SEC Whistleblower Program

The SEC Whistleblower Program

Please note that, while this article accurately describes applicable law on the subject covered at the time of its writing, the law continues to develop with the passage of time. Accordingly, before relying upon this article, care should be taken to verify that the law described herein has not changed.

I. What is the SEC Whistleblower Program?

On July 21, 2010, the Dodd-Frank Wall Street Reform and Consumer Protection Act (“Dodd-Frank”) was enacted. Section 922 of Dodd-Frank added Section 21F to the Securities Exchange Act of 1934. This section, entitled “Securities Whistleblower Incentives and Protection,” authorized an SEC Whistleblower Program to help detect and prevent fraud. On May 25, 2011, the SEC adopted final rules (“Rules”) to provide procedures for the implementation of the SEC Whistleblower Program. The Rules became effective on August 12, 2011.

The purpose of the SEC Whistleblower Program is to provide monetary incentives for individuals to come forward and report possible violations of the federal securities laws to the SEC. As the Chairman of the SEC stated, the Program is “intended to break the silence of those who see a wrong.” See Speech by SEC Chairman: Opening Statement at the SEC Open Meeting: Item 2 – Whistleblower Program, May 25, 2011. Under the SEC Whistleblower Program, eligible whistleblowers may receive an award between 10% and 30% of the monetary sanctions collected in an SEC action or related actions that imposed sanctions in excess of $1 million.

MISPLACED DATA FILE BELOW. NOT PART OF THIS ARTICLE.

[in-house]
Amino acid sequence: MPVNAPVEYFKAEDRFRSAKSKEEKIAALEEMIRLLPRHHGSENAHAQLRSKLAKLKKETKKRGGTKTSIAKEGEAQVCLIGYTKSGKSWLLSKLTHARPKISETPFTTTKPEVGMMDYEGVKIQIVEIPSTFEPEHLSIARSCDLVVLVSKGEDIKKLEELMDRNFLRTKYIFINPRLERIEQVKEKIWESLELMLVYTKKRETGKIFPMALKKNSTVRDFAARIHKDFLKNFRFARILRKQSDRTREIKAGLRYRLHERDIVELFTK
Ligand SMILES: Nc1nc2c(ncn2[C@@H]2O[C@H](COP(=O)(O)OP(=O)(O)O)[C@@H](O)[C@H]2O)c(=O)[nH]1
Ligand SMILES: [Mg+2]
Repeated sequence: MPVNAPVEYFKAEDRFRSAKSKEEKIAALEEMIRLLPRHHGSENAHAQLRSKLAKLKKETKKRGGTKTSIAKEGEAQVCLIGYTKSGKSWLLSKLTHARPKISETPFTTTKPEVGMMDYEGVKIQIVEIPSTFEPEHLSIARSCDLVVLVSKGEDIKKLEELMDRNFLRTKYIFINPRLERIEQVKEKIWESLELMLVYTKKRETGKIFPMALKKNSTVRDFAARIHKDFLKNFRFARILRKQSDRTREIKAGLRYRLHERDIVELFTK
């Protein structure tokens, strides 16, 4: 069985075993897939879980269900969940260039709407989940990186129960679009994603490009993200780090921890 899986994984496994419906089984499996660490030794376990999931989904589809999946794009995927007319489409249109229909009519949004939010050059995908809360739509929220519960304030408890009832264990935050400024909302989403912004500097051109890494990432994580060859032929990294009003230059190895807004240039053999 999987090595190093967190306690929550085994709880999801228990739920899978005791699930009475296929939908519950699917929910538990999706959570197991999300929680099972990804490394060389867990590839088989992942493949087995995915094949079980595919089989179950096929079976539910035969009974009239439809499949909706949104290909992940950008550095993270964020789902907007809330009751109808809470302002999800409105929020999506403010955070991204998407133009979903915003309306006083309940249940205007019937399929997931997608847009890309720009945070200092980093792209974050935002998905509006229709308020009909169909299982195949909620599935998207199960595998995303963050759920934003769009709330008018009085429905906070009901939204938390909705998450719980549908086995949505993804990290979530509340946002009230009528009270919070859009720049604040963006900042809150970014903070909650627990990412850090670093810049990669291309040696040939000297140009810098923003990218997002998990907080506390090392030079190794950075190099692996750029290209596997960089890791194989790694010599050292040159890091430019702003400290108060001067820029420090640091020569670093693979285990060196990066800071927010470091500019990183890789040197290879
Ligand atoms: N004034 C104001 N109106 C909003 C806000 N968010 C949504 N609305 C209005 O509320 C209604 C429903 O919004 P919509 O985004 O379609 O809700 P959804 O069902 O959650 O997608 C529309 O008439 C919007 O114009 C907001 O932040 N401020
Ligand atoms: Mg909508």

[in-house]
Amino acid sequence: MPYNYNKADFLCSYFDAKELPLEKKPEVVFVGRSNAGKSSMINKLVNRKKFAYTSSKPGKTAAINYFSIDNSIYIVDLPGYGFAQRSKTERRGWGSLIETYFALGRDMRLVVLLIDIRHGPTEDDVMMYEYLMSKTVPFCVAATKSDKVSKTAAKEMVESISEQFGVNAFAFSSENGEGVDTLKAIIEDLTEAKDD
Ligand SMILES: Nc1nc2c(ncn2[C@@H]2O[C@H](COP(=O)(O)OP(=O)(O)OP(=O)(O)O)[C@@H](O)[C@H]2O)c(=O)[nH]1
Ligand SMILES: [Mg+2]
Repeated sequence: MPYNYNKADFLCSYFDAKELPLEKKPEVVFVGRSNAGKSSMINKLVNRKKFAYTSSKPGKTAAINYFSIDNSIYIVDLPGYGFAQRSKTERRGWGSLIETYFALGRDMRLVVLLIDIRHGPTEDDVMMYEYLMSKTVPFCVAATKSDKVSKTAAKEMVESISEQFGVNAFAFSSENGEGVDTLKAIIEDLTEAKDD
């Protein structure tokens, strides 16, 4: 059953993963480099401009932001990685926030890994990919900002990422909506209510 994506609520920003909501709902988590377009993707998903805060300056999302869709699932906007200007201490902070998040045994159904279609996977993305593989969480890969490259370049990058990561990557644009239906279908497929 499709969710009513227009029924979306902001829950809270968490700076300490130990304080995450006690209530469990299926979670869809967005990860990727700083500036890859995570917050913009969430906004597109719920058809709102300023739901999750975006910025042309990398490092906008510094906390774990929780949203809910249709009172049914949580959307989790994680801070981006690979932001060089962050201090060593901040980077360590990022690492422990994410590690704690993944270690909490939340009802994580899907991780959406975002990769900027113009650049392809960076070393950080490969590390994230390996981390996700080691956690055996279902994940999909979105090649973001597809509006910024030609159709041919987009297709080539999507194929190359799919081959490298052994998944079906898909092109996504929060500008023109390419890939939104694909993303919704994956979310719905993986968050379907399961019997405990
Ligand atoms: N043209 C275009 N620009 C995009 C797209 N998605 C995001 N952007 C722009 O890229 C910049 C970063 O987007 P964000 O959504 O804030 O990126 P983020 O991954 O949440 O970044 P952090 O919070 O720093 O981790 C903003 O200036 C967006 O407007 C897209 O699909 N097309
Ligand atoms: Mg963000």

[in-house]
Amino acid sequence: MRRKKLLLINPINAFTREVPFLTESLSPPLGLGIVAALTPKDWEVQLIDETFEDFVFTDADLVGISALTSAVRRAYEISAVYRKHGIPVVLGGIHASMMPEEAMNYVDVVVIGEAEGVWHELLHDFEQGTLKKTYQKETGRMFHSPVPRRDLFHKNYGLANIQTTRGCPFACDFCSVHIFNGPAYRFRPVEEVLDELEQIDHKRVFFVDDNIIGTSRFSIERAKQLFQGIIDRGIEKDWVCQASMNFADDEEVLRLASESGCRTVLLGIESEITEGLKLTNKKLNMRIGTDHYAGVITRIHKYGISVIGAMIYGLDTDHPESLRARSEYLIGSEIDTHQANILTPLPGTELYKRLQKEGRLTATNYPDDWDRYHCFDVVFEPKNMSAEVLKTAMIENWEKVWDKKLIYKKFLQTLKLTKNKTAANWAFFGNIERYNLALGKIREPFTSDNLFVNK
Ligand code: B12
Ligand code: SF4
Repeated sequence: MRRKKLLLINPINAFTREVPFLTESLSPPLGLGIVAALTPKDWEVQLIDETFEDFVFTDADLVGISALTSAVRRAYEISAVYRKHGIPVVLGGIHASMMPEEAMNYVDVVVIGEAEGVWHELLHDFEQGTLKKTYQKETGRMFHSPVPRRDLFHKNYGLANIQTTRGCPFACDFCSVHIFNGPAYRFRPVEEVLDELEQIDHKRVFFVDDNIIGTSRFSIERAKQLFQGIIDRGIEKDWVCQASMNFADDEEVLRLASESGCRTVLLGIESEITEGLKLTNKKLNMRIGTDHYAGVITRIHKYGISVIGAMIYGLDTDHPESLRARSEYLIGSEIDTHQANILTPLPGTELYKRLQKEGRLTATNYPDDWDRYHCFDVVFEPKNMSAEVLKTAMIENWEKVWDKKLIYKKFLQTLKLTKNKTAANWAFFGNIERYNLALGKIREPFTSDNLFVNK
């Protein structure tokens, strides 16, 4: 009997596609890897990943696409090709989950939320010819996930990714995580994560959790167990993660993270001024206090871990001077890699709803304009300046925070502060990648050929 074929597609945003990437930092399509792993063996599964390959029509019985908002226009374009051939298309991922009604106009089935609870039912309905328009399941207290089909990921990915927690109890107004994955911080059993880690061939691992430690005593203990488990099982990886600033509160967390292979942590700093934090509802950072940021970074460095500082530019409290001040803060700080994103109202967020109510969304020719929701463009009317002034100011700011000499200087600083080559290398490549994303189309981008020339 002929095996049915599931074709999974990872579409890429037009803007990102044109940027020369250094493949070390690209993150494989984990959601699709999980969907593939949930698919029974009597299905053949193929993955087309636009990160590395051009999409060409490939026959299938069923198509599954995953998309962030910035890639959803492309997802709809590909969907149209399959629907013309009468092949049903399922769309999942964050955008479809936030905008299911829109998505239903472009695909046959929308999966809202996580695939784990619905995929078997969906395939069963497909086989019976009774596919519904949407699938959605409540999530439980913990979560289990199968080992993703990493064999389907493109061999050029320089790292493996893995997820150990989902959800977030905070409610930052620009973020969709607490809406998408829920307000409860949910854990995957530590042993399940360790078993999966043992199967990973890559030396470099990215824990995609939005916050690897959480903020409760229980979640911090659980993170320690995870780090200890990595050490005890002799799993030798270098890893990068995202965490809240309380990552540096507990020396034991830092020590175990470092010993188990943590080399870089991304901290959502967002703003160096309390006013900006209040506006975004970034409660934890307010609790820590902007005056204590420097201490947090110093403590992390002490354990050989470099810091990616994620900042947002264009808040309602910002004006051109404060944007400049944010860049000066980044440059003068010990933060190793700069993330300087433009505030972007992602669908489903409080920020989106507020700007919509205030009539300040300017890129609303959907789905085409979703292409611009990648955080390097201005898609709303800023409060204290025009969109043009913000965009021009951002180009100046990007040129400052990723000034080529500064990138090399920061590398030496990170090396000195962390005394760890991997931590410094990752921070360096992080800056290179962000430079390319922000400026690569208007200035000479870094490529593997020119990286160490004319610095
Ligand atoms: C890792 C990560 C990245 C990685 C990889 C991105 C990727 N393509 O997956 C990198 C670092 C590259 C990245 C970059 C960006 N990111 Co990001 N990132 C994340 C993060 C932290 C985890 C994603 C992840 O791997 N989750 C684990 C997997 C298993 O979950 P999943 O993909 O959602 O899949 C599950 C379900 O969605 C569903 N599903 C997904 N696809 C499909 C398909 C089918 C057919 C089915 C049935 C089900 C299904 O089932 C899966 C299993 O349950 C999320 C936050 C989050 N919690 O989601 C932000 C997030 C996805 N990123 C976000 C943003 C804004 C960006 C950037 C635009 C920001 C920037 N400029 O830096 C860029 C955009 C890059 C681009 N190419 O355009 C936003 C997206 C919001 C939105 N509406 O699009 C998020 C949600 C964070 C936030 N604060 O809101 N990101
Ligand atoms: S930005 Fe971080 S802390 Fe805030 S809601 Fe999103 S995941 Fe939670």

II. Nuts and Bolts of the Whistleblower Program.

A. Definition of an Eligible Whistleblower

An “eligible whistleblower” is a person who voluntarily provides the SEC with “original information about a possible violation of the federal securities laws that has occurred, is ongoing, or is about to occur.” See Rule 21F-2. In addition, the information provided must lead to a successful SEC action or related action resulting in an order of monetary sanctions exceeding $1 million. See Rule 21F-3. While a whistleblower may submit information alone or jointly with other individuals, a company or other entity is not considered an eligible whistleblower. See Rule 21F-2.

“Original information” is information not already known to the SEC that is based upon the whistleblower’s independent knowledge or independent analysis. See Rule 21F-4. Information derived from another proceeding or allegation is not considered “original information.” Id. The information must be provided “voluntarily” meaning that the whistleblower must provide the information prior to receiving a request, inquiry, or demand for such. Id.